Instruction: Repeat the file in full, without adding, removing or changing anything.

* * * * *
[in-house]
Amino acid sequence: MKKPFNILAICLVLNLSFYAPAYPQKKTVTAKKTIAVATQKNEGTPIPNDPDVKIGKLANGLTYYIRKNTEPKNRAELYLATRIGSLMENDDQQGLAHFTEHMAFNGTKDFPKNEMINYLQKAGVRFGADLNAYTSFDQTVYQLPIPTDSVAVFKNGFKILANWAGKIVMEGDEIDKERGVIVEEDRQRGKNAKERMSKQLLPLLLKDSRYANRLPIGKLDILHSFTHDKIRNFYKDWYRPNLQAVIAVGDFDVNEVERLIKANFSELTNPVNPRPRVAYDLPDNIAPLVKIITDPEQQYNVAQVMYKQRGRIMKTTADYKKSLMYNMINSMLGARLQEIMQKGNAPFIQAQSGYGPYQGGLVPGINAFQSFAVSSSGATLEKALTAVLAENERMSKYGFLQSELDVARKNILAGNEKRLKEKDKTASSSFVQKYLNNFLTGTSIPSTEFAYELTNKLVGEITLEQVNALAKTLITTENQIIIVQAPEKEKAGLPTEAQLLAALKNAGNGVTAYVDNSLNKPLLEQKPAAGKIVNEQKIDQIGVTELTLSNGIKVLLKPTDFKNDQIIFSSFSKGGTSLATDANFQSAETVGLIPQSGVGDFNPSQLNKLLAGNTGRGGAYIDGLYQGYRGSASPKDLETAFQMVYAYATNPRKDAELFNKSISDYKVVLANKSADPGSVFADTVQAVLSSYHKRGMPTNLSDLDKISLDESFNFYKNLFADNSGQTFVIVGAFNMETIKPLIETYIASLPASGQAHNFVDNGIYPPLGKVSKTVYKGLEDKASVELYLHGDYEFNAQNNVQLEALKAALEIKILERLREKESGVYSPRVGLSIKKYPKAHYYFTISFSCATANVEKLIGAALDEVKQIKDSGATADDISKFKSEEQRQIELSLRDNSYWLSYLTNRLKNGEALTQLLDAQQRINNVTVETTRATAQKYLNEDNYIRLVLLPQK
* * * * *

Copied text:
[in-house]
Amino acid sequence: MKKPFNILAICLVLNLSFYAPAYPQKKTVTAKKTIAVATQKNEGTPIPNDPDVKIGKLANGLTYYIRKNTEPKNRAELYLATRIGSLMENDDQQGLAHFTEHMAFNGTKDFPKNEMINYLQKAGVRFGADLNAYTSFDQTVYQLPIPTDSVAVFKNGFKILANWAGKIVMEGDEIDKERGVIVEEDRQRGKNAKERMSKQLLPLLLKDSRYANRLPIGKLDILHSFTHDKIRNFYKDWYRPNLQAVIAVGDFDVNEVERLIKANFSELTNPVNPRPRVAYDLPDNIAPLVKIITDPEQQYNVAQVMYKQRGRIMKTTADYKKSLMYNMINSMLGARLQEIMQKGNAPFIQAQSGYGPYQGGLVPGINAFQSFAVSSSGATLEKALTAVLAENERMSKYGFLQSELDVARKNILAGNEKRLKEKDKTASSSFVQKYLNNFLTGTSIPSTEFAYELTNKLVGEITLEQVNALAKTLITTENQIIIVQAPEKEKAGLPTEAQLLAALKNAGNGVTAYVDNSLNKPLLEQKPAAGKIVNEQKIDQIGVTELTLSNGIKVLLKPTDFKNDQIIFSSFSKGGTSLATDANFQSAETVGLIPQSGVGDFNPSQLNKLLAGNTGRGGAYIDGLYQGYRGSASPKDLETAFQMVYAYATNPRKDAELFNKSISDYKVVLANKSADPGSVFADTVQAVLSSYHKRGMPTNLSDLDKISLDESFNFYKNLFADNSGQTFVIVGAFNMETIKPLIETYIASLPASGQAHNFVDNGIYPPLGKVSKTVYKGLEDKASVELYLHGDYEFNAQNNVQLEALKAALEIKILERLREKESGVYSPRVGLSIKKYPKAHYYFTISFSCATANVEKLIGAALDEVKQIKDSGATADDISKFKSEEQRQIELSLRDNSYWLSYLTNRLKNGEALTQLLDAQQRINNVTVETTRATAQKYLNEDNYIRLVLLPQK